• 18. CONVENTIONAL AEDFREQUENTLY USED RARELY USED• Phenytoin • Ethosuximide• Phenobarbitone • Primidone• Carbamazepine • Mg SO4• Valproate • Acetazolamide• Benzodiazepine • Bromide 19
    • 19. CONVENTIONAL AED• Emergency : handled by family Dr  BZD is his DOC• Emergency Situations in Hsptl : BZD / DPH / SVP• Rapid onset of Action : Most conventional AED• Forgets TDS dose : Most AED : OD /BD dose available• Special situations (MC/Abs/West) : SVP / ESX• Aura / SPS : Pocket BZD• Hepato toxicity : Use PB / Cardio toxicity : Use SVP• Skin Rash : Use BZD• Extremes of Age : SVP / BZD / PBAll above  Good Control  Rare recurrence  No newer AED / Aggressive Tt is needed.
    • 20. 21
    • 21. 1. PHENYTOIN 2. PHENOBARB• Developed in 1937 • Introduced 1912• Stood “TEST OF TIME” • Cheapest• For 75 yrs • Still the powerful AED• Only dependable AED • Childhood Seizures• Long T½ : Single dose • Sedation is overemphasized• Adv / Toxic effects are dose • 2nd in the SE Protocol dependent • In Hepatic Failure – Useful• Cost effective alternative• SE : SJS / ↓Ca / PNP • T ½ : 50-140 Hrs • Oral /IV/IM/Syrup 22
    • 22. 3. CARBAMAZEPINE 4. VALPROATE• Acts at VGSC • Na / Ca / GABA related• Plasma conc = CSF • IV formulations• CR preparations for BD • MC / Abs / West• SPS, CPS – Whole spectrum Cover• Least teratogenic • Hepatitis / Pancreatits – 1/45,000• Hemat / Cardiac SE 23
    • 23. 5. ETHOSUXIMIDE 6. MG SO4• Primary drug for Pure • Eclampsia Absence Seizures• ↓ Ca+ Currents at Thalamic Neurons• T ½ 30 Hrs• No renal / Hepato Toxicity• GI/Parks/Psy/Skin/ Hemat SE + 24
    • 24. CONVENTIONAL AED ARE BETTER !!• Newer AED (Emilio: Are Newer AED better than Older? Ref 13) – Less efficacy in GTCS / Narrow spectrum of activity / Costlier – Ad.E: Felb-toxicity, Vigab-Field, Seiz aggvn-GBT,Tiag,OXC – Seiz freedom – Cannot replace Older AED• SANAD: 6 yrs study – SVP is 1st line Tt for GTCS (Ref : 4)• KOMET: SVP/ CBZ are superior to LEV in Gen Seiz ( Ref :5)• ETX and SVP are the DOC in absences not responding to other (Ref: 6)• CBZ better than GBP/LTG/TPM/OXC for remission in 12 m (Ref: 10 )• CBZ / DPH (monotherpy) is DOC for adults GTCS / PS / both (vs PB/ PMD) (Ref: 7)• No good clinical evidence to support the use of newer monotherapy over older drugs (Ref: 11)
    • 25. SUCCESSIVE MONOTHERAPY TRIAL• Seiz continue with 1st AED• Add 2nd AED, mid ther dose Seiz Stops • Maintain 2 / ? WD 1st AED – Seizure Persists• Push to max tol dose Seiz Stops • Maintain 2 / WD 1st AED – Seizure Persists• Taper 1st – Wait for Seiz Stops • Maintain 3 / ? WD 2nd AED Clearance – Add 3rd , mid ther dose – Seizure Persists• Push to max tol dose Seiz Stops • Maintain 3 / WD 2nd AED – Seizure Persists• Addl AED  Surg  VNS 1: Phenytoin 2: Carbamaz 3: Valproate 26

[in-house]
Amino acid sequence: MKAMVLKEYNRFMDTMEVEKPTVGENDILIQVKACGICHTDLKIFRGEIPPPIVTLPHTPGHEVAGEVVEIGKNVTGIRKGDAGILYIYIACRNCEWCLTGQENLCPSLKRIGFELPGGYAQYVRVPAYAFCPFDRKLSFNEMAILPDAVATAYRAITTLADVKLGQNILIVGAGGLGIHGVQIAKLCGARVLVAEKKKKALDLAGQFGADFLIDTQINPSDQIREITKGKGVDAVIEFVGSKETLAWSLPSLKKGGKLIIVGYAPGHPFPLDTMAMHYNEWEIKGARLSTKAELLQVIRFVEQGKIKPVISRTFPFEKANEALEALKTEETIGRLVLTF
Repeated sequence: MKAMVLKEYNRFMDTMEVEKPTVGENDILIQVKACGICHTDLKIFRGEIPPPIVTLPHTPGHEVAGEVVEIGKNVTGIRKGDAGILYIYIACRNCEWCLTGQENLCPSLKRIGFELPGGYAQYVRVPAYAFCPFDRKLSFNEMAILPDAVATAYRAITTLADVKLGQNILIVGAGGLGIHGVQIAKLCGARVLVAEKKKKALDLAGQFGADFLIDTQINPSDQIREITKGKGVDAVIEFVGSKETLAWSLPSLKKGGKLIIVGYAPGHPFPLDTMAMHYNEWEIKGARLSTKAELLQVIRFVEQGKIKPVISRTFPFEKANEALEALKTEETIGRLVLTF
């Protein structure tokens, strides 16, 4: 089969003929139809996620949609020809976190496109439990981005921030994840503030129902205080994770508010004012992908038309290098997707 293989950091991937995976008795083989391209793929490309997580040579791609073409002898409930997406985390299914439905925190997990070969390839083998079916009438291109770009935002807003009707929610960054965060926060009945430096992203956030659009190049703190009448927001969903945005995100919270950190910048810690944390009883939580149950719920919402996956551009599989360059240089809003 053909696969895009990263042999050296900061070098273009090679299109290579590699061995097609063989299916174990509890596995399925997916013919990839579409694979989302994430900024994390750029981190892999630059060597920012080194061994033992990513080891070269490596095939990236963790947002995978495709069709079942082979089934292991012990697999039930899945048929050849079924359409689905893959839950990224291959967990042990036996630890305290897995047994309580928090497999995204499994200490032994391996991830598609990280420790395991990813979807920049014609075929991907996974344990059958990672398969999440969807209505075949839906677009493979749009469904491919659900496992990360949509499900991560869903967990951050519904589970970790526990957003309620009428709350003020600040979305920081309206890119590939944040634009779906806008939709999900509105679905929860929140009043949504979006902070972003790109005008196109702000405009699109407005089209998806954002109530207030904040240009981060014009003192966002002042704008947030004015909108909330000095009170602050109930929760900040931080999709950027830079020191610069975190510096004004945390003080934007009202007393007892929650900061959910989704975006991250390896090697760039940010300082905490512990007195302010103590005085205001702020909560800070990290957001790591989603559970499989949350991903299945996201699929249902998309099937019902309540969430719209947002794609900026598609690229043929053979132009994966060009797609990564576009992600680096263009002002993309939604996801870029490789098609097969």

• 26. 27
    • 27. COMBINATION THERAPIES• 5 Conv & 11 New AED available• No single AED is superior in refractory epilepsy• No surgery gives FREEDOM from seiz in Ref Epi• Fine tuning of combination with PK principles• Total seizure freedom is usually achieved by combination AED• 16 AED  120 two drug combinations / Several 3 drug combinations• 265 drug addition in 155 pts (Shorvon) – Seizure Freedom: with One AED - 47%, with 2 or 3 AED - 11% Ref 9
    • 28. AGGRESSIVE ALTERNATIVES
    • 29. 3 0 SURGICAL TREATMENT• Highly invasive technique• Useful Only for refractory epilepsy – Small no: 1%• Even in most favorable MTS group – seizure freedom is achieved in only 90%• 2% will have significant neurological sequel
    • 30. SURGERY & AGGRESSIVE MEASURES• 1st AED  Fails  Escalate dose • Affordability• 2nd AED  Fails  Escalate dose • Willingness – Patient + Family• 2 AED  3 Drugs  Agg Rx • Single lesion • Resistant to trials of AEDNOT FIT FOR SURGERY: • No Significant Co-morbidities• Poor Cardiac fn – Elderly • Same Foci• Tumor – 1st Surgery done …? – Structural + Epileptogenic• Emergency situations – SE • No: of pts going to table : Less• Deep seated lesions / Multiple lesions • Well Experienced Surgeon • Any way  to continue medicationRef 8 31